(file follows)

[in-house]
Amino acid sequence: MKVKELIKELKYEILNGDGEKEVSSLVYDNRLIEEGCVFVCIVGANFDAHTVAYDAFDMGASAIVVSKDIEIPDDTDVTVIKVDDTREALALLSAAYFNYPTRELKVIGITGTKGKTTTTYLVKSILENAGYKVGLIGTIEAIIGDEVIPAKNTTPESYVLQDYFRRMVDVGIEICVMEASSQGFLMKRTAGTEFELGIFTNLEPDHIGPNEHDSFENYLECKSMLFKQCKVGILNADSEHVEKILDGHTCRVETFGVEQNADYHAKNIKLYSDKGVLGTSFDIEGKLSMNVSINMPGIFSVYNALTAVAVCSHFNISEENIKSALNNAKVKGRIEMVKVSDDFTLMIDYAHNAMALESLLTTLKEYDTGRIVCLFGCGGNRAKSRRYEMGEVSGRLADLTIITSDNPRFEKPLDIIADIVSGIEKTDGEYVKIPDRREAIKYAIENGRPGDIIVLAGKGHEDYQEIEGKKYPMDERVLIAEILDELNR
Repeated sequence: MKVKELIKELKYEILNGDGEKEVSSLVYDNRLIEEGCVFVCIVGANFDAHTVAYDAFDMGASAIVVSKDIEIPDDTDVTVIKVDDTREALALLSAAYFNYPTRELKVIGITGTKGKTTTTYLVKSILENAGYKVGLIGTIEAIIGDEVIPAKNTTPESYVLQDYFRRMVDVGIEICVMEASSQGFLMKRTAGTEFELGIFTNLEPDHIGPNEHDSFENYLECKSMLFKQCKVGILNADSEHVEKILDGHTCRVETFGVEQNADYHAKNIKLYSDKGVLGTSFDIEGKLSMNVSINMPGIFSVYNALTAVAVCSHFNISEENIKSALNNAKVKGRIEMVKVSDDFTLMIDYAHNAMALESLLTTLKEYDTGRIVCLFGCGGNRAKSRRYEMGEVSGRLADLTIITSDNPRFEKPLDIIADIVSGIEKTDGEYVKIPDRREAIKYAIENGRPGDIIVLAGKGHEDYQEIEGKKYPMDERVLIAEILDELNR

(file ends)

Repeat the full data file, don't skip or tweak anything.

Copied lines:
[in-house]
Amino acid sequence: MKVKELIKELKYEILNGDGEKEVSSLVYDNRLIEEGCVFVCIVGANFDAHTVAYDAFDMGASAIVVSKDIEIPDDTDVTVIKVDDTREALALLSAAYFNYPTRELKVIGITGTKGKTTTTYLVKSILENAGYKVGLIGTIEAIIGDEVIPAKNTTPESYVLQDYFRRMVDVGIEICVMEASSQGFLMKRTAGTEFELGIFTNLEPDHIGPNEHDSFENYLECKSMLFKQCKVGILNADSEHVEKILDGHTCRVETFGVEQNADYHAKNIKLYSDKGVLGTSFDIEGKLSMNVSINMPGIFSVYNALTAVAVCSHFNISEENIKSALNNAKVKGRIEMVKVSDDFTLMIDYAHNAMALESLLTTLKEYDTGRIVCLFGCGGNRAKSRRYEMGEVSGRLADLTIITSDNPRFEKPLDIIADIVSGIEKTDGEYVKIPDRREAIKYAIENGRPGDIIVLAGKGHEDYQEIEGKKYPMDERVLIAEILDELNR
Repeated sequence: MKVKELIKELKYEILNGDGEKEVSSLVYDNRLIEEGCVFVCIVGANFDAHTVAYDAFDMGASAIVVSKDIEIPDDTDVTVIKVDDTREALALLSAAYFNYPTRELKVIGITGTKGKTTTTYLVKSILENAGYKVGLIGTIEAIIGDEVIPAKNTTPESYVLQDYFRRMVDVGIEICVMEASSQGFLMKRTAGTEFELGIFTNLEPDHIGPNEHDSFENYLECKSMLFKQCKVGILNADSEHVEKILDGHTCRVETFGVEQNADYHAKNIKLYSDKGVLGTSFDIEGKLSMNVSINMPGIFSVYNALTAVAVCSHFNISEENIKSALNNAKVKGRIEMVKVSDDFTLMIDYAHNAMALESLLTTLKEYDTGRIVCLFGCGGNRAKSRRYEMGEVSGRLADLTIITSDNPRFEKPLDIIADIVSGIEKTDGEYVKIPDRREAIKYAIENGRPGDIIVLAGKGHEDYQEIEGKKYPMDERVLIAEILDELNR